We have learnt a great deal whilst in lockdown and even more opening up under such different circumstances, and we will harness some of this knowledge, but what has been confirmed, if it needed confirming, is that schools are the best place for children to learn, and grow up to be future leaders. I am not keen on the term “soft skills” but I do question how children would learn people skills, listening skills, empathy, teamwork, leadership, problem-solving, adaptability, conflict resolution and communication skills, unless they spend time together getting things right, and getting things wrong, and learning from both.

I can’t imagine being the Head of a virtual school, and I am not sure I would ever want to find out.

I hope you all have a positive and restful weekend, and I look forward to seeing all the children and staff in person next week.

With best wishes.

Andrew McCleave

“Music is the one time when my head isn’t filled with briefs and opinions. All that is put on a shelf and I just…. Enjoy.” Justice Ruth Bader Ginsburg (1933-2020)

Dear Parents and Pupils,
Another positive week at Ballard. I want to start by thanking the Year 11 parents for their feedback after our virtual Parents’ Evening this week. It was, of course, a very different way of meeting, but both staff and parents felt the use of Microsoft Teams worked extremely well and it was undoubtedly a very useful and productive evening.
Next week we are introducing a new initiative, alongside our Drop Everything And Read (DEAR) programme. Once a week during tutor time, pupils will be encouraged to Drop Everything And Listen (DEAL). Whilst the Music Department will provide a little background information for the tutors, the idea is that pupils switch off and listen to a range of musical genres – a real boost for their well-being. Before half-term they will be treated to Nina Simone, Nigel Kennedy playing Brahms’ Violin Concerto, Stevie Wonder (song to be confirmed, but so many to choose from) and Samuel Coleridge Taylor’s Hiawatha’s Wedding Feast. A lovely initiative, I think you’ll agree. Having mentioned DEAR, I have to note that it was heartening to tour the Lower Prep first thing this morning to find every pupil reading quietly at the start the day. Merlin and I arrived and probably disrupted them a little, but it was a fantastic and positive start to the day.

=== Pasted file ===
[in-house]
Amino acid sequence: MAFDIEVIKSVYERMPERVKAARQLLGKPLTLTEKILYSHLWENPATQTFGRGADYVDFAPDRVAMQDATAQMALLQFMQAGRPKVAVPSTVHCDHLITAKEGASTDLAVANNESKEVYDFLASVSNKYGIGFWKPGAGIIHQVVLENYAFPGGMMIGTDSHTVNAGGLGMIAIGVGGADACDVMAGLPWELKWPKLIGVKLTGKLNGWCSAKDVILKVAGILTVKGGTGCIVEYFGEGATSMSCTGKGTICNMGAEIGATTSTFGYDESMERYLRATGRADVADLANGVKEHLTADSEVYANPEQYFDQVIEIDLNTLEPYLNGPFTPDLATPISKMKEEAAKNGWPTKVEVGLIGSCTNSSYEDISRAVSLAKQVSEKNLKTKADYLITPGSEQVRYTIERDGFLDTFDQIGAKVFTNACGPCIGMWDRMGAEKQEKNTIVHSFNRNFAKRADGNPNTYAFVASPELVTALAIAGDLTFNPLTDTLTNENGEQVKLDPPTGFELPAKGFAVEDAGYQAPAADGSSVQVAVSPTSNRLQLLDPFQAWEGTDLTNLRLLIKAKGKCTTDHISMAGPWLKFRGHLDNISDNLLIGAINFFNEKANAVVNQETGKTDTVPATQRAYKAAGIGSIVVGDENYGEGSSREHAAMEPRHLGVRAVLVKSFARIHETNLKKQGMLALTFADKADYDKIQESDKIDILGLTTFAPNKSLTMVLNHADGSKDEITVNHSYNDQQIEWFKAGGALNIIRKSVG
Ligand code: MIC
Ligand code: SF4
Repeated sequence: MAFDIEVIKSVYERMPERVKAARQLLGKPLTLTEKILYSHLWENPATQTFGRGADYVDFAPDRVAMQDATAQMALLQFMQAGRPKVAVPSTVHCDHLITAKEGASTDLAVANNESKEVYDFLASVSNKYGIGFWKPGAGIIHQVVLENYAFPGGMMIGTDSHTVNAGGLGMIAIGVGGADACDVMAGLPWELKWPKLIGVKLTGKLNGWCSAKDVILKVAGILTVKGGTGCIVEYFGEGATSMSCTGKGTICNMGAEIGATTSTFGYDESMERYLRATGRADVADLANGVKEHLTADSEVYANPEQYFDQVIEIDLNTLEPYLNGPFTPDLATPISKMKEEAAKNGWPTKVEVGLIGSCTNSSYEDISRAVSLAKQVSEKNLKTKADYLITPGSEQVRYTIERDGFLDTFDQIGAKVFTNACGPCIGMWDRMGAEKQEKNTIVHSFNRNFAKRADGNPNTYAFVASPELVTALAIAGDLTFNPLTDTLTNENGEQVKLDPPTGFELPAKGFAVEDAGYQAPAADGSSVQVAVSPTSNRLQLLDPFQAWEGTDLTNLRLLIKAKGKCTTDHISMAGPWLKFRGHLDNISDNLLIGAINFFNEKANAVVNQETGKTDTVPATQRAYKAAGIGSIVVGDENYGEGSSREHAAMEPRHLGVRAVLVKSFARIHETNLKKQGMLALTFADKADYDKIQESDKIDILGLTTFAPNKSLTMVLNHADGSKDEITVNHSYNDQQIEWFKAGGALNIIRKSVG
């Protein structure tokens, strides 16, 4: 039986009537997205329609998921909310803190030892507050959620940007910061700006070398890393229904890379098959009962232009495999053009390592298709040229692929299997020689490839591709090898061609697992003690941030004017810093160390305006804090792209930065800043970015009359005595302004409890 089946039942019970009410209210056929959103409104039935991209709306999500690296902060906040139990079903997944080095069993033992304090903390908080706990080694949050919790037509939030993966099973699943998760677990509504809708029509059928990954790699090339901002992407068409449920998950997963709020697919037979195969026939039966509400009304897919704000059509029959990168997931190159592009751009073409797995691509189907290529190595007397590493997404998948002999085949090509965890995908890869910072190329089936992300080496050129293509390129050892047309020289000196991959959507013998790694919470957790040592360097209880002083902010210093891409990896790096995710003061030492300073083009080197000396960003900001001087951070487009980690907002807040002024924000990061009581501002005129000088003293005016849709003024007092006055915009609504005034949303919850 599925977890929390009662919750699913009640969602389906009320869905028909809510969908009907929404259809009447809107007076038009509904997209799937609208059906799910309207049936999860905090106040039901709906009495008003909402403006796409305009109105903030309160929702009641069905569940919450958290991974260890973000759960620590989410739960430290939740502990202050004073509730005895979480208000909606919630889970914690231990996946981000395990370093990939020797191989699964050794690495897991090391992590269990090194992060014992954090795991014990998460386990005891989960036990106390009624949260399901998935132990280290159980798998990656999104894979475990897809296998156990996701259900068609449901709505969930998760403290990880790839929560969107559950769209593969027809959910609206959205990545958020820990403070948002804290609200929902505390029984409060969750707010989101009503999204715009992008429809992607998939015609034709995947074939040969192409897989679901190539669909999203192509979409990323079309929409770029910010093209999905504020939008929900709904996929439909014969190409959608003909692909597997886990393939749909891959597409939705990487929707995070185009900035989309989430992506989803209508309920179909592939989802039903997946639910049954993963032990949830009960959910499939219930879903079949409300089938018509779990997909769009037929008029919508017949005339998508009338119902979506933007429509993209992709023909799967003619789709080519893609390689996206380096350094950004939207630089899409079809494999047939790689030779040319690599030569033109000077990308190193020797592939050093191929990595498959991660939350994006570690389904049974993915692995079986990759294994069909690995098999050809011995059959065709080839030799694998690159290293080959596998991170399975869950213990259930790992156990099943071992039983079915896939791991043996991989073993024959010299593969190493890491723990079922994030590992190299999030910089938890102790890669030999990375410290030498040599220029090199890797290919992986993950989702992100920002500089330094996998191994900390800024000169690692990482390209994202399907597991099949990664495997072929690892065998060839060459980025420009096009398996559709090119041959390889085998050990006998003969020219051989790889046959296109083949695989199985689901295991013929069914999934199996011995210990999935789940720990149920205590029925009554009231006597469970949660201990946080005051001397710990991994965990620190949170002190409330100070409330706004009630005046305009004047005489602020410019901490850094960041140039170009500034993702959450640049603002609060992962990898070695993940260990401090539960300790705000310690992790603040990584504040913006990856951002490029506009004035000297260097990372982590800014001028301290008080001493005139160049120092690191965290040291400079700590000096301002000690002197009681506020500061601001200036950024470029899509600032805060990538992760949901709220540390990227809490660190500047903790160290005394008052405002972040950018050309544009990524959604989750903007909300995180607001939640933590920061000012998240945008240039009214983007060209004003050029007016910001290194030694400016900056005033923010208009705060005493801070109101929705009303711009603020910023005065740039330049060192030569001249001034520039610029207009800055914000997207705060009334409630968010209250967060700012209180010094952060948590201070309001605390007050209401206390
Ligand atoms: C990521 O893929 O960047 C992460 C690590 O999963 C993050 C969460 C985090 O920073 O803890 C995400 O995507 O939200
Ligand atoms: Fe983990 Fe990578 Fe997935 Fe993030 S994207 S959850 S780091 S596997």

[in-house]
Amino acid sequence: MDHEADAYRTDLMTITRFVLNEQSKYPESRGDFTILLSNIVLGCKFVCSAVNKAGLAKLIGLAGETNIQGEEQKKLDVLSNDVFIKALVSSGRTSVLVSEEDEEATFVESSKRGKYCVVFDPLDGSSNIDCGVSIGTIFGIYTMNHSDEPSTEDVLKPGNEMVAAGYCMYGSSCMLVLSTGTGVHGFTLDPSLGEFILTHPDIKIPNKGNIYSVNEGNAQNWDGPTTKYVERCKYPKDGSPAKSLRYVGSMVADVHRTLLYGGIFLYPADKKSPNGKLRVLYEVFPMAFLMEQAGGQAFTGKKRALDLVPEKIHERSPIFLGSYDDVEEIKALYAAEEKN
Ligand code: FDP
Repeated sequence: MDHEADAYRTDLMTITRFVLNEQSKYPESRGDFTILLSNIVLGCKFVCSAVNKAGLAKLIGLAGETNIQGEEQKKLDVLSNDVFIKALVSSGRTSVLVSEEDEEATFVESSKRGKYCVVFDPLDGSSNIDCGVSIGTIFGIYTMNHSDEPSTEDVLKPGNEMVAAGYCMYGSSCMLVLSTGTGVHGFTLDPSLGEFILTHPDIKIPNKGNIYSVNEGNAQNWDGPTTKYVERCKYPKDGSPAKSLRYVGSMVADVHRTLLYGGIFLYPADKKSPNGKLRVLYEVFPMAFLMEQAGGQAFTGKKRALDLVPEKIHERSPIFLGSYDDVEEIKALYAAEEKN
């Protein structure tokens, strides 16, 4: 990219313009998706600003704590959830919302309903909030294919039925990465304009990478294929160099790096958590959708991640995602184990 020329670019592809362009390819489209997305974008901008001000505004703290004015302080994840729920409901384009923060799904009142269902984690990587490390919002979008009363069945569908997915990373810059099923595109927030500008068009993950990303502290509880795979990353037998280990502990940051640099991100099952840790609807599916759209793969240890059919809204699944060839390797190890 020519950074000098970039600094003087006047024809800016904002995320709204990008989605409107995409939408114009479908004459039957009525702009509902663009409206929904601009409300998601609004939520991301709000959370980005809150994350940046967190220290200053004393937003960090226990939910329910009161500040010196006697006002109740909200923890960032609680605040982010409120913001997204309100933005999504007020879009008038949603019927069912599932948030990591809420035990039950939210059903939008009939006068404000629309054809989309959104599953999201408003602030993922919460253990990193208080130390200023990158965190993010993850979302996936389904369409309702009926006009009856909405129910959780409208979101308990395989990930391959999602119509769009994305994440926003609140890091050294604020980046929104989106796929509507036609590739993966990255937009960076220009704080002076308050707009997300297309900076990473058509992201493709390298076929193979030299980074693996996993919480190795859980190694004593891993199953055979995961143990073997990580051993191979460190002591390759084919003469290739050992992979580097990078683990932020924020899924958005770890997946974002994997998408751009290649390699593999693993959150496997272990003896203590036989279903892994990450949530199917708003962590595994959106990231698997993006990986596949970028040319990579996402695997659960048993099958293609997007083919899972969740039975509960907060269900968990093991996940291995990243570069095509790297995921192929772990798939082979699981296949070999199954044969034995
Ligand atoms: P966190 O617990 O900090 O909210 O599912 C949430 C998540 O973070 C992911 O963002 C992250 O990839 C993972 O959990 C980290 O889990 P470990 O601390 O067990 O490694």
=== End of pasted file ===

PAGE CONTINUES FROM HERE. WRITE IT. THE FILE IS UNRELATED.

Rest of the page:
I hope you all received my GroupCall regarding Harvest Festival. As I wrote last week, it is a real shame that we are unable to collect the produce in the manner we did this time last year, but I hope you will give generously via the FOBS bank account. There will be a “Home Clothes Day” in the next week or two to support this great cause – details to follow in the near future.
Another initiative that is challenging our pupils is the Votes4Schools programme that our Upper Prep and Senior pupils engage with during tutor times. Next week, pupils will explore the relatively modern phenomenon of “Cancel Culture”, and the ease with which punishment and shame are dealt out online, particularly on social media. I have to confess that I had to Google “Cancel Culture” and found out that the term “refers to the popular practice of withdrawing support for (cancelling) public figures and companies after they have done or said something considered objectionable or offensive.” They will be weighing up the pros, cons and consequences with the question: “Is ‘cancel culture’ unfair?” This will also provide them with the opportunity to think about what they post online and how they communicate with others – definitely a worthy topic for discussion and debate.